- Novelette: 7,500 to 20,000
- Novella: 20,000 to 40,000…
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Hi Everyone! Most of you know that I’m a part of Story Empire along with five other authors. Today, we have a special announcement!
Good morning, SE Readers. Joan here today with an extra post this week. Back in November, John Howell nominated Story Empire for an award on the Postive Writer website.
The winners were announced last week. Drum roll, please…
Story Empire was named as one of the top fifty writing blogs of 2018! Needless to say, the six of us are super excited about the award. But we know that we wouldn’t have been named if it hadn’t been for our readers.
Many of you went to the site and voted for us. So this award isn’t about Story Empire, but it’s about you. We strive to bring relevant and helpful content each week. Topics that will help you in your writing journey.
So, on behalf of Mae, Staci, Harmony, P. H. and Craig, I want to say, “thank you.” And take a moment to visit Positive Writer to see the…
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Ever feel like scrambled eggs when it comes to social media? Think you’re spending all your time there rather than writing? Mae Clair shares some wise words on the subject today at Story Empire.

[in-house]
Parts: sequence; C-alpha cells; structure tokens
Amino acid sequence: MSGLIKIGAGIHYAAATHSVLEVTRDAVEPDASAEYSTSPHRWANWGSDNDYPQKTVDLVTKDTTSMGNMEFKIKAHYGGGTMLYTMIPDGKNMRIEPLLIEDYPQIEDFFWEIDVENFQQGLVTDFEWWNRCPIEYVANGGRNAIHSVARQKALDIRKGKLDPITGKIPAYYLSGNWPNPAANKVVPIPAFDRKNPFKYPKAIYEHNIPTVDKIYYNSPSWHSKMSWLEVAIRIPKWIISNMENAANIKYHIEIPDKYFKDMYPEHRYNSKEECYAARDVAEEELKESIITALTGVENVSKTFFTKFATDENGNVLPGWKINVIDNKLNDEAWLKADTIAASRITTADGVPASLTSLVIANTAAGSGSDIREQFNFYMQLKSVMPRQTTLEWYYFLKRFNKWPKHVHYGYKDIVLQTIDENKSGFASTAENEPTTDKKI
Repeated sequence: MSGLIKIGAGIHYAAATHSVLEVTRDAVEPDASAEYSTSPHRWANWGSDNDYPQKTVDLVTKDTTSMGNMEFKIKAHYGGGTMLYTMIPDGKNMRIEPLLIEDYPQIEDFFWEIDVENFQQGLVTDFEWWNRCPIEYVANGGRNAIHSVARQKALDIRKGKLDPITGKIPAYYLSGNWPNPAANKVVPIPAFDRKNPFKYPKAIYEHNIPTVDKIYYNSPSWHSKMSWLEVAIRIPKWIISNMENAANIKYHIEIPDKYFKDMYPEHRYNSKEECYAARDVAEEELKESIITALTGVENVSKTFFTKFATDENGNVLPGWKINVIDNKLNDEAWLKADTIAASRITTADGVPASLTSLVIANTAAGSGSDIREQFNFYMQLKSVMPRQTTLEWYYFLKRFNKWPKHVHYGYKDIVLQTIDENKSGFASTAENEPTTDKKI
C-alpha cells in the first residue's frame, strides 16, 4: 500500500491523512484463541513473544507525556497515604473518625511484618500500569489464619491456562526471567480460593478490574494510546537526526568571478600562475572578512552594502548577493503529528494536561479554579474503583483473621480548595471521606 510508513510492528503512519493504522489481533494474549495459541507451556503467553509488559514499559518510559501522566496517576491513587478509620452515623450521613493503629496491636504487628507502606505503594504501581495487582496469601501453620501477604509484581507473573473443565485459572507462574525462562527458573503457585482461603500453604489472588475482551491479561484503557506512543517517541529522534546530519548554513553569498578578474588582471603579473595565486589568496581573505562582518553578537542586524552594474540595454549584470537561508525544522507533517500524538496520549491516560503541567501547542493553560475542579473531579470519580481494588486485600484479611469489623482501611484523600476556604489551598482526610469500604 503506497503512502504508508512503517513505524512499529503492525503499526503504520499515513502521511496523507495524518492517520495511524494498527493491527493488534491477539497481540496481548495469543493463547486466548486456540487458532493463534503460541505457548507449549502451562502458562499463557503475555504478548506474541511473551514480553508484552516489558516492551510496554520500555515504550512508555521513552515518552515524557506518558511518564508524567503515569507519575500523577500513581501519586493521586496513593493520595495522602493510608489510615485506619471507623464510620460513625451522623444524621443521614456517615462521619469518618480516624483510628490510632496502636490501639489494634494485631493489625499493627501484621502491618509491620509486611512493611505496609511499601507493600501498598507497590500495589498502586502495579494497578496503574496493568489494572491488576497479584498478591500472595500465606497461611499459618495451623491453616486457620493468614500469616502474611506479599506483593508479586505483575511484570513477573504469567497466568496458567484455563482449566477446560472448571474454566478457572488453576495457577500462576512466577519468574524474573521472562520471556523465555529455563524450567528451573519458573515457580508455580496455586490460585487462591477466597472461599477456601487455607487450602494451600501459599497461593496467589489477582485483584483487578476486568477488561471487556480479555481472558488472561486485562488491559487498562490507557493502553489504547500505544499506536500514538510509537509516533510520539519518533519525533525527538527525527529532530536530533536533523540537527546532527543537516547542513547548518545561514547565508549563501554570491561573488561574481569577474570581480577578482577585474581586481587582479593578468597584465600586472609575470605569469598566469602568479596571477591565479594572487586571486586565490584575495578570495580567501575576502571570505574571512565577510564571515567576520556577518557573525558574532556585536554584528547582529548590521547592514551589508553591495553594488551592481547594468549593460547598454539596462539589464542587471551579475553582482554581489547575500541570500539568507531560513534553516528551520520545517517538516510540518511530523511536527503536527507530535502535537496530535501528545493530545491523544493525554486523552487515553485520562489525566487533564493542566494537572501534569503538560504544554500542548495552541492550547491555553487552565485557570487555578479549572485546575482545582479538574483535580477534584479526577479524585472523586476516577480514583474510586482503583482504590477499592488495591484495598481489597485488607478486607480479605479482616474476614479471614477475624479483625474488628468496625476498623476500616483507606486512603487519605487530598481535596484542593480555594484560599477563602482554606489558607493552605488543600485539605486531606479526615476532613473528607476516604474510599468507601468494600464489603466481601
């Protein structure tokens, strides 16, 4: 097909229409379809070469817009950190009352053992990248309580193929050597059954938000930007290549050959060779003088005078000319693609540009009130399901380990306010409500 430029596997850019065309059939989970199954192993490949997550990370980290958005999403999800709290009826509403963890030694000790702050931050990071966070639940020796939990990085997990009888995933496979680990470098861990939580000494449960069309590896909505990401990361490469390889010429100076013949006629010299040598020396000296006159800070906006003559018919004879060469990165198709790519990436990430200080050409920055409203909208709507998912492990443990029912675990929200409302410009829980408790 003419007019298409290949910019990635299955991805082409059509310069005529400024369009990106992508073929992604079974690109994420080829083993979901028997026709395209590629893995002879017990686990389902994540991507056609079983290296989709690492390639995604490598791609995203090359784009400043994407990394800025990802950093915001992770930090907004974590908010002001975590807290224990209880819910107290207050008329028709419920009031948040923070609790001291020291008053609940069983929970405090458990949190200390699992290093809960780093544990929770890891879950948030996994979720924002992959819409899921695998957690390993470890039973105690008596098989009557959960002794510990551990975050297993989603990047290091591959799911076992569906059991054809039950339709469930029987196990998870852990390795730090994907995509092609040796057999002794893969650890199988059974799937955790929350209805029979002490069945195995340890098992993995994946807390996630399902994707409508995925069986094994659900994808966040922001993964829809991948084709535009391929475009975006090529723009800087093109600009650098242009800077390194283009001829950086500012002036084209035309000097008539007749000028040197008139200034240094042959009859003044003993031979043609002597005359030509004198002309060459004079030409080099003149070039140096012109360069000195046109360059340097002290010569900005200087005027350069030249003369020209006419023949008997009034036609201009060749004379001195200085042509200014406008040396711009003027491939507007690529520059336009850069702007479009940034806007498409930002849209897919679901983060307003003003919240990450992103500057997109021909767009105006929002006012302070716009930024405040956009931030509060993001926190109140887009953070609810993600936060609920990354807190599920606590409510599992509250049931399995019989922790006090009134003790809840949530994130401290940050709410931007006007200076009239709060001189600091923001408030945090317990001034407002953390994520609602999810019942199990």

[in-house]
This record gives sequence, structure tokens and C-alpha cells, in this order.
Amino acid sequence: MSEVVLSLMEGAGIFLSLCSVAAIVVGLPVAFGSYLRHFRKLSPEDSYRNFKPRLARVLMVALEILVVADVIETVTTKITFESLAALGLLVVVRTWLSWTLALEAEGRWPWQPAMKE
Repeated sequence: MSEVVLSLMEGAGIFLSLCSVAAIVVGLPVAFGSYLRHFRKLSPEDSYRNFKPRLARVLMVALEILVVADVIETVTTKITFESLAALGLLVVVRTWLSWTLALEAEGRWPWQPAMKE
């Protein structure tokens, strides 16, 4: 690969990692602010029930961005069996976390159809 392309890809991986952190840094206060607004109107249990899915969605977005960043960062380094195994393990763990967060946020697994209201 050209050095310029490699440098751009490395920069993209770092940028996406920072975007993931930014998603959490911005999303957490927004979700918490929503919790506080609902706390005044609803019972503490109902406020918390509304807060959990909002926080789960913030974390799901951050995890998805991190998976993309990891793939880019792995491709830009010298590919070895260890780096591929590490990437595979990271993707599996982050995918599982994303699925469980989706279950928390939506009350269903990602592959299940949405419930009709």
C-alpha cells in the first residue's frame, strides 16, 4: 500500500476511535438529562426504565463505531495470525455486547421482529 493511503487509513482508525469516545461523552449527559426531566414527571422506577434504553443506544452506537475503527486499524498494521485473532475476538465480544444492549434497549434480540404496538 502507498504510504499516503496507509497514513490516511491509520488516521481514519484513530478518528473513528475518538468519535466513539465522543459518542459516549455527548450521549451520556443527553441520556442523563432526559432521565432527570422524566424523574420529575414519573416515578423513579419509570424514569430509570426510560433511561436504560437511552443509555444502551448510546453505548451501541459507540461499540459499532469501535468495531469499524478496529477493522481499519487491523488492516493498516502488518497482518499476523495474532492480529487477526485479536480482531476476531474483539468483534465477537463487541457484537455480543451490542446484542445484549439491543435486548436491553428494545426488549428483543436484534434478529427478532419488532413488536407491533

Happy Monday, SEers! It’s a new week and a new subject. Lately, friends, family, and I have been discussing social media. Even co-workers. I’ve come to realize many people have a love/hate relationship with social media, or at least some of the platforms, and the bulk of activity that takes place there.
I’m not here to debate the merits of social media, rather to offer some suggestions on how to best use it as an author. As writers, we need to have a social media presence. The world exists online, therefore it’s a necessity we’re there too. Obviously, there are tons of social media outlets available, but when does your message become diluted?
In the world of advertising—regardless the nature of your product or service—the goal is to achieve Top of Mind Awareness. TOMA is the golden standard everyone hopes to attain.
If I say “dandruff shampoo” you’ll probably think…
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As someone who has just published a “middle child” book, I can relate to this post. Check out Mae Clair’s thoughts on the middle book of a series.
If you’re a middle child, you’re most likely the peacekeeper of the family with a penchant for loyalty. Your older sibling tends to be an over-achiever who assumes leadership positions, and your younger sibling is the creative one who can be on the manipulative side. Does any of this sound familiar?
These are traits psychologists have attributed to birth order. You’ve probably also heard of Middle Child Syndrome, a philosophy that children who fall in the middle of the birth order can often be resentful of their place in life and their siblings. Anyone remember Jan from the Brady Bunch, wailing “Marcia! Marcia! Marcia!” (Visualize the foot-stomping that goes with this). Middles sometimes feel like the odd one out.
But, because of their birth order, middles are often more inclined to be independent, empathetic, and become skilled negotiators able to bring about compromise.
So why am I talking about birth…